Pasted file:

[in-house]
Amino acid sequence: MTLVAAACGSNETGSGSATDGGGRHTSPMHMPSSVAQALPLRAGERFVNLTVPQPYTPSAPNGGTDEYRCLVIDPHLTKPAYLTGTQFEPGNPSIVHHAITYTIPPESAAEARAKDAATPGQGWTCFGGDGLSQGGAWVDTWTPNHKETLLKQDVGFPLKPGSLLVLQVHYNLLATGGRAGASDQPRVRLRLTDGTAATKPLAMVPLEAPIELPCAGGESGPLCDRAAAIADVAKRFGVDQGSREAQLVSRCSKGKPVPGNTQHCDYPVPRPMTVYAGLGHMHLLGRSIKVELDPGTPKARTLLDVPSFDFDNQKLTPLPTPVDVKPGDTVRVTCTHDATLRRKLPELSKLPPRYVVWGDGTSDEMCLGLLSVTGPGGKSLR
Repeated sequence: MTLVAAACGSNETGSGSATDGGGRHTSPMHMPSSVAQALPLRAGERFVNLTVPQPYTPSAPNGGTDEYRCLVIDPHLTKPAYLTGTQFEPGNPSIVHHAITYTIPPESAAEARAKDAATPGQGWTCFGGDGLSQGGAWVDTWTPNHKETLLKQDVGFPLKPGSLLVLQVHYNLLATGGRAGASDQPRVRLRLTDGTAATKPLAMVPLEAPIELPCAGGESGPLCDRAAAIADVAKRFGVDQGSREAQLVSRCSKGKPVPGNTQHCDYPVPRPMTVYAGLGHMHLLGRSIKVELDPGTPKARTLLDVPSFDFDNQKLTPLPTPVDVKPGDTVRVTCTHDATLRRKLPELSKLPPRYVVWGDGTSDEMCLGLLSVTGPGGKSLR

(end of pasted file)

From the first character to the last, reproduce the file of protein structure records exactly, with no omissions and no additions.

[in-house]
Amino acid sequence: MTLVAAACGSNETGSGSATDGGGRHTSPMHMPSSVAQALPLRAGERFVNLTVPQPYTPSAPNGGTDEYRCLVIDPHLTKPAYLTGTQFEPGNPSIVHHAITYTIPPESAAEARAKDAATPGQGWTCFGGDGLSQGGAWVDTWTPNHKETLLKQDVGFPLKPGSLLVLQVHYNLLATGGRAGASDQPRVRLRLTDGTAATKPLAMVPLEAPIELPCAGGESGPLCDRAAAIADVAKRFGVDQGSREAQLVSRCSKGKPVPGNTQHCDYPVPRPMTVYAGLGHMHLLGRSIKVELDPGTPKARTLLDVPSFDFDNQKLTPLPTPVDVKPGDTVRVTCTHDATLRRKLPELSKLPPRYVVWGDGTSDEMCLGLLSVTGPGGKSLR
Repeated sequence: MTLVAAACGSNETGSGSATDGGGRHTSPMHMPSSVAQALPLRAGERFVNLTVPQPYTPSAPNGGTDEYRCLVIDPHLTKPAYLTGTQFEPGNPSIVHHAITYTIPPESAAEARAKDAATPGQGWTCFGGDGLSQGGAWVDTWTPNHKETLLKQDVGFPLKPGSLLVLQVHYNLLATGGRAGASDQPRVRLRLTDGTAATKPLAMVPLEAPIELPCAGGESGPLCDRAAAIADVAKRFGVDQGSREAQLVSRCSKGKPVPGNTQHCDYPVPRPMTVYAGLGHMHLLGRSIKVELDPGTPKARTLLDVPSFDFDNQKLTPLPTPVDVKPGDTVRVTCTHDATLRRKLPELSKLPPRYVVWGDGTSDEMCLGLLSVTGPGGKSLR